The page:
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Differences Over Bosnia Emerge At Onset Of Christopher Trip

November 30, 1993

ROME (AP) _ Secretary of State Warren Christopher is determined to stall a European proposal to ease sanctions against Bosnia if Serbs agree to return captured lands to Muslims, a spokesman said Monday.

Christopher’s stand puts him at odds with U.S. allies at the outset of a weeklong trip to Europe, his third to the region this year.

Christopher was determined to keep up an economic blockade of Serbia to try to force a settlement of the 19-month conflict. But the Europeans, led by Germany and France, were considering an easing of the sanctions.

Under the European plan, the sanctions would be eased if Bosnian Serbs agreed to return to the Muslims 3 percent to 4 percent more territory than the Muslim-led government would retain under international peace proposals.

On another Bosnia issue, Christopher was expected to announce major new U.S. assistance for Bosnians who have lost their homes in the fighting or have been pushed out as part of ″ethnic cleansing.″

″There can be no movement toward moderating sanctions until a Bosnia settlement has been reached and the international community sees that it is being implemented,″ Christopher said through spokesman Michael McCurry on the flight from Washington.

Hedging U.S. opposition a bit, the statement also said the Clinton administration would reserve final judgment on sanctions ″until we see whether some conduct on the ground warrants movement on sanctions.″

What this means is that the United States wants the Bosnian Serbs, who have taken some 70 percent of the former Yugoslav republic, to show they are willing to make concessions. That would include permitting unhindered delivery of food, medicine and other supplies to tens of thousands of civilians imperiled by the bite of what promises to be a rough winter.

On two previous trips to Europe, Christopher differed with the allies over Bosnia-Herzegovina. They refused to approve a U.S. proposal to clear the way for weapon shipments to the Muslim-led government and to bomb Serb artillery sites.

As a result, the U.S. plan was shelved, giving rise to criticism of Clinton administration foreign policy as timid and also neglectful of trapped civilians.

The disagreement over sanctions may be only academic. Bosnian Serb leaders have given no indication publicly they would accept the European overture.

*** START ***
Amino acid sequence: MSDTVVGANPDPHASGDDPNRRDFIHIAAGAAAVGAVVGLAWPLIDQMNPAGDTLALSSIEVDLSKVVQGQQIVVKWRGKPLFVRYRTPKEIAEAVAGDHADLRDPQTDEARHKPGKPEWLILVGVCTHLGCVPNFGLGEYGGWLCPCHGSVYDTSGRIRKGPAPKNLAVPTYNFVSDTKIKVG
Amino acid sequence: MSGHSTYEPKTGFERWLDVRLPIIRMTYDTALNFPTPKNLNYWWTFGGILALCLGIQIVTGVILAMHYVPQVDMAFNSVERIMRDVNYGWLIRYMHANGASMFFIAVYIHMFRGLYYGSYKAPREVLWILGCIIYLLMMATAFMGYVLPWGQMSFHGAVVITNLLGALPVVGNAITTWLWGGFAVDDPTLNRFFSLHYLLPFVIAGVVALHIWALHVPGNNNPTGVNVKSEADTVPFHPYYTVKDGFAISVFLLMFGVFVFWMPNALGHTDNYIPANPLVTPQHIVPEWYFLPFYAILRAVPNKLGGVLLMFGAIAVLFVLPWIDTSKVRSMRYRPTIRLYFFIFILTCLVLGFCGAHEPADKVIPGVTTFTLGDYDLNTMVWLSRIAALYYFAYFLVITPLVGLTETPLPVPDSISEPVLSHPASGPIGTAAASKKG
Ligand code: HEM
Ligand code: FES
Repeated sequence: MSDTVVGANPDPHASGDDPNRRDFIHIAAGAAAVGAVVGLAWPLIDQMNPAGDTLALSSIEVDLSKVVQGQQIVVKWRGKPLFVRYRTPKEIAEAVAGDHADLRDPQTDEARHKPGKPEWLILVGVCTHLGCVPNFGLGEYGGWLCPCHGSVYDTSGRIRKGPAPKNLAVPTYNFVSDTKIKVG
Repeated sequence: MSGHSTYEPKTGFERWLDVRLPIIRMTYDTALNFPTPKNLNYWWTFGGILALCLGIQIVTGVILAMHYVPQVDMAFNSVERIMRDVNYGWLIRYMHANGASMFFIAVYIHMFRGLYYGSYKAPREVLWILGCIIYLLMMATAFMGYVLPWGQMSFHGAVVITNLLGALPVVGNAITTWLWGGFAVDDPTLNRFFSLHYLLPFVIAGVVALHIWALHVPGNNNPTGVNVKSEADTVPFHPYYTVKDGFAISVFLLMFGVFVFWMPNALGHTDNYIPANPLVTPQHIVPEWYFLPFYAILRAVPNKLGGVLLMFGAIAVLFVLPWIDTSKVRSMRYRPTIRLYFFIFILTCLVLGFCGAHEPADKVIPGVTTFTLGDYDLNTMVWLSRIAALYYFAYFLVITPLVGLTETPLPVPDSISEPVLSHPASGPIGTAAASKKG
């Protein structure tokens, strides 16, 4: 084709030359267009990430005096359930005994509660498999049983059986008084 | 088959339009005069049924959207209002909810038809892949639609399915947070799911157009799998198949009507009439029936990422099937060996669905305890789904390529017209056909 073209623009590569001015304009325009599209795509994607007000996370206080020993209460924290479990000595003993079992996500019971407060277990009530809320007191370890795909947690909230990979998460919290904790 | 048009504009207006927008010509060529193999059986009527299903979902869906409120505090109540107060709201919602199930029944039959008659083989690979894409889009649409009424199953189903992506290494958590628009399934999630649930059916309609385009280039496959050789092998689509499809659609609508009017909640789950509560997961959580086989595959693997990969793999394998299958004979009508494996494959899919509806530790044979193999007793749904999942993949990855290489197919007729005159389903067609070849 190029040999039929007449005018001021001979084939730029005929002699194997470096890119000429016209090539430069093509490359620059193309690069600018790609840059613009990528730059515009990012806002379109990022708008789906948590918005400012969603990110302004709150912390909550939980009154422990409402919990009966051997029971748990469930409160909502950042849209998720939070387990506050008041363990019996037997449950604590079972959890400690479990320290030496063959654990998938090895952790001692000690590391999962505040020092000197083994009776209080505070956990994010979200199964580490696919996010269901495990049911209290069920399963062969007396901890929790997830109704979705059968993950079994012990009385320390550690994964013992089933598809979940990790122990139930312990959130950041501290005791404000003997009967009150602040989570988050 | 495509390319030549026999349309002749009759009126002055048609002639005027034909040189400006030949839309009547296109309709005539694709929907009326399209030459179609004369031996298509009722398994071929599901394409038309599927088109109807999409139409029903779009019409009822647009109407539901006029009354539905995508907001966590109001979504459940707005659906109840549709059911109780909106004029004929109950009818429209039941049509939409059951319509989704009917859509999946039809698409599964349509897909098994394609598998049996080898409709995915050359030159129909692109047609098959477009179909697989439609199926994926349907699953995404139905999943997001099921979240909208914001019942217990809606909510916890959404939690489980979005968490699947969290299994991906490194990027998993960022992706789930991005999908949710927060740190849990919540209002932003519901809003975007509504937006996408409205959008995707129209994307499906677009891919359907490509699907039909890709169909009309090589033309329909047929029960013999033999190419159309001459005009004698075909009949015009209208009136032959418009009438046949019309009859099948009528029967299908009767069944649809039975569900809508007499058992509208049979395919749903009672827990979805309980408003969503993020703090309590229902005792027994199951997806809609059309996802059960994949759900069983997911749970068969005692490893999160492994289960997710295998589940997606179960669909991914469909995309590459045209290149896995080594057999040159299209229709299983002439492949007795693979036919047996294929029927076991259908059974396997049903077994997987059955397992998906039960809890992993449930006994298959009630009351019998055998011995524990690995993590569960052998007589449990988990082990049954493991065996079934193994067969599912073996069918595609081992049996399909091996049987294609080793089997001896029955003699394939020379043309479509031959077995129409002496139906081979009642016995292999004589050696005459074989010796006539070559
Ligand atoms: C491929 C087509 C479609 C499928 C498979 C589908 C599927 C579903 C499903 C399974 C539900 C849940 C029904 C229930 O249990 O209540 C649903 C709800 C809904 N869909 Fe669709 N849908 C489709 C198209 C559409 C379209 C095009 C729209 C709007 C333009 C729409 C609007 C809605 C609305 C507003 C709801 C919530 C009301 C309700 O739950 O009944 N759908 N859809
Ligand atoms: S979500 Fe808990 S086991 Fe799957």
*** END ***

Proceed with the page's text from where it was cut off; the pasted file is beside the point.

″This is our territory, this is our land,″ Serb leader Radovan Karadzic, said Sunday. At the same time, Alija Izetbegovic, the republic’s president, said, ″If the Serb side does not return territories, sanctions should be tightened and not lifted.″

On Tuesday, Christopher will address a foreign ministers meeting of the 53- nation Conference on Security and Cooperation in Europe, and he is expected to push for a broader role for the conference in preventing conflicts in Europe.

He also is expected to use the speech to announce a new U.S. aid program for the Bosnians, who already have received more than $400 million in American aid.

″The United States will continue to do its part in supporting the humanitarian relief effort,″ McCurry said.

Christopher’s next stop is Brussels, Belgium, where he will meet on Wednesday with ministers of the European Community and on Thursday with NATO ministers. Bosnia will head the agenda along with peacekeeping measures, including wider use of Russian troops in Georgia and other former Soviet republics.

The ministers are expected to approve a U.S. initiative to permit former Warsaw Pact countries to participate in NATO exercises.

President Clinton then would get final approval from the heads of the 16 North Atlantic Treaty Organization countries at a meeting in Brussels in January.

The head of Russian intelligence has criticized the idea as having the potential of setting up an anti-Russian coalition.

But President Boris Yeltsin and Foreign Minister Andrei Kozyrev have endorsed the ″partnership for peace″ plan, U.S. officials said.

Next weekend Christopher will open a one-week trip to the Middle East to try to keep the Israel-PLO agreement on Palestinian self-rule in Gaza and Jericho from flying apart.

Negotiations are deadlocked over how much authority Israel will retain to protect Jewish settlers in Gaza and the size of the areas to be put under Palestinian civil authority.

Christopher also hopes to steer Israel and Syria into serious negotiations over the future of the Golan Heights, the strategic buffer Israel captured in the 1967 Six-Day war.

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